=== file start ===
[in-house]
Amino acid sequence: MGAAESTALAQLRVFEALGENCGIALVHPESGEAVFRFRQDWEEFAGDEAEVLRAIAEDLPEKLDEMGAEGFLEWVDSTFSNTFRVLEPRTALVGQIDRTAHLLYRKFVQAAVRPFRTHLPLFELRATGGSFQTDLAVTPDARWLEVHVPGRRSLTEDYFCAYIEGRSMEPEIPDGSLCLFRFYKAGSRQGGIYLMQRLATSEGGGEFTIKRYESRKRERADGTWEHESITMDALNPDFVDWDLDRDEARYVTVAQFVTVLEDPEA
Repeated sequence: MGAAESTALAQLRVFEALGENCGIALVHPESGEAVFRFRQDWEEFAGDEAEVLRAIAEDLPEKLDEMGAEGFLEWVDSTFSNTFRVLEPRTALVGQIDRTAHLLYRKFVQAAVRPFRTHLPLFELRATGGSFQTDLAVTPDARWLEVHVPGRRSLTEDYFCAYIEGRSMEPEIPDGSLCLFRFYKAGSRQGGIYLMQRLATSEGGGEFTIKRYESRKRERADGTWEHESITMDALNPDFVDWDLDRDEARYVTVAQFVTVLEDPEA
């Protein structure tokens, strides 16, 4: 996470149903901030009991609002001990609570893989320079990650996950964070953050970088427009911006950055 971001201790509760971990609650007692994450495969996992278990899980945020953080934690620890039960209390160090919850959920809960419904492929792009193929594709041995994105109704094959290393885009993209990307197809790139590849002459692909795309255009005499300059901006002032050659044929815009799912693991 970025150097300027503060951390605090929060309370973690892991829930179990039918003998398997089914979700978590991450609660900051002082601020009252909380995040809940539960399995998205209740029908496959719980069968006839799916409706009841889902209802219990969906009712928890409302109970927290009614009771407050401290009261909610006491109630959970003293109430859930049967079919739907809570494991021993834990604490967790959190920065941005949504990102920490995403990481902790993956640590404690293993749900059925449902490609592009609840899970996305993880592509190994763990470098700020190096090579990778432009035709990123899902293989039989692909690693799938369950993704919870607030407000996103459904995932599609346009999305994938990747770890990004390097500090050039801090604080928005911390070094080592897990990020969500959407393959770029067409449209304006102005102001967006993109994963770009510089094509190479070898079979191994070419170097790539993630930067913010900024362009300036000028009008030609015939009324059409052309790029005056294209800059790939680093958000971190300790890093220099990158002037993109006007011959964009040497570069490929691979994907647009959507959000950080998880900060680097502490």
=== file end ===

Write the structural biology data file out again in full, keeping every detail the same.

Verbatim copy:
[in-house]
Amino acid sequence: MGAAESTALAQLRVFEALGENCGIALVHPESGEAVFRFRQDWEEFAGDEAEVLRAIAEDLPEKLDEMGAEGFLEWVDSTFSNTFRVLEPRTALVGQIDRTAHLLYRKFVQAAVRPFRTHLPLFELRATGGSFQTDLAVTPDARWLEVHVPGRRSLTEDYFCAYIEGRSMEPEIPDGSLCLFRFYKAGSRQGGIYLMQRLATSEGGGEFTIKRYESRKRERADGTWEHESITMDALNPDFVDWDLDRDEARYVTVAQFVTVLEDPEA
Repeated sequence: MGAAESTALAQLRVFEALGENCGIALVHPESGEAVFRFRQDWEEFAGDEAEVLRAIAEDLPEKLDEMGAEGFLEWVDSTFSNTFRVLEPRTALVGQIDRTAHLLYRKFVQAAVRPFRTHLPLFELRATGGSFQTDLAVTPDARWLEVHVPGRRSLTEDYFCAYIEGRSMEPEIPDGSLCLFRFYKAGSRQGGIYLMQRLATSEGGGEFTIKRYESRKRERADGTWEHESITMDALNPDFVDWDLDRDEARYVTVAQFVTVLEDPEA
């Protein structure tokens, strides 16, 4: 996470149903901030009991609002001990609570893989320079990650996950964070953050970088427009911006950055 971001201790509760971990609650007692994450495969996992278990899980945020953080934690620890039960209390160090919850959920809960419904492929792009193929594709041995994105109704094959290393885009993209990307197809790139590849002459692909795309255009005499300059901006002032050659044929815009799912693991 970025150097300027503060951390605090929060309370973690892991829930179990039918003998398997089914979700978590991450609660900051002082601020009252909380995040809940539960399995998205209740029908496959719980069968006839799916409706009841889902209802219990969906009712928890409302109970927290009614009771407050401290009261909610006491109630959970003293109430859930049967079919739907809570494991021993834990604490967790959190920065941005949504990102920490995403990481902790993956640590404690293993749900059925449902490609592009609840899970996305993880592509190994763990470098700020190096090579990778432009035709990123899902293989039989692909690693799938369950993704919870607030407000996103459904995932599609346009999305994938990747770890990004390097500090050039801090604080928005911390070094080592897990990020969500959407393959770029067409449209304006102005102001967006993109994963770009510089094509190479070898079979191994070419170097790539993630930067913010900024362009300036000028009008030609015939009324059409052309790029005056294209800059790939680093958000971190300790890093220099990158002037993109006007011959964009040497570069490929691979994907647009959507959000950080998880900060680097502490």